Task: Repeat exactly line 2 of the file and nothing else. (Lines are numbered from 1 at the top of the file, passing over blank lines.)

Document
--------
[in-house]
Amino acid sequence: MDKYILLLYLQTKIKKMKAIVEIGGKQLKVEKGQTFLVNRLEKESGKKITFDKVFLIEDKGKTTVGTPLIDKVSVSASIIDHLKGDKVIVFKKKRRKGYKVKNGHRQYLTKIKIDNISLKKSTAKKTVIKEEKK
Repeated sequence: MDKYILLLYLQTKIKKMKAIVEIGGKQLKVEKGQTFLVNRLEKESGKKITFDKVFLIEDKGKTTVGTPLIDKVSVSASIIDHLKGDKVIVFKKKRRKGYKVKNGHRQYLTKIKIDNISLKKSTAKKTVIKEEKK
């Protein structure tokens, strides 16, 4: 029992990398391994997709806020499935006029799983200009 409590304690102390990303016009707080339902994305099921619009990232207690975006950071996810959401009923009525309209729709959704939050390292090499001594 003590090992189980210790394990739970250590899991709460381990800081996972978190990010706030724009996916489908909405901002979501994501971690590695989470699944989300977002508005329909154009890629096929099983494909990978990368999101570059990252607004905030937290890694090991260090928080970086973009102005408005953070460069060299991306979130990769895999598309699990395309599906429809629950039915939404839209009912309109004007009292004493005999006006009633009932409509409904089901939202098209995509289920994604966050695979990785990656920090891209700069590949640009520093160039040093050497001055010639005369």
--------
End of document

Amino acid sequence: MDKYILLLYLQTKIKKMKAIVEIGGKQLKVEKGQTFLVNRLEKESGKKITFDKVFLIEDKGKTTVGTPLIDKVSVSASIIDHLKGDKVIVFKKKRRKGYKVKNGHRQYLTKIKIDNISLKKSTAKKTVIKEEKK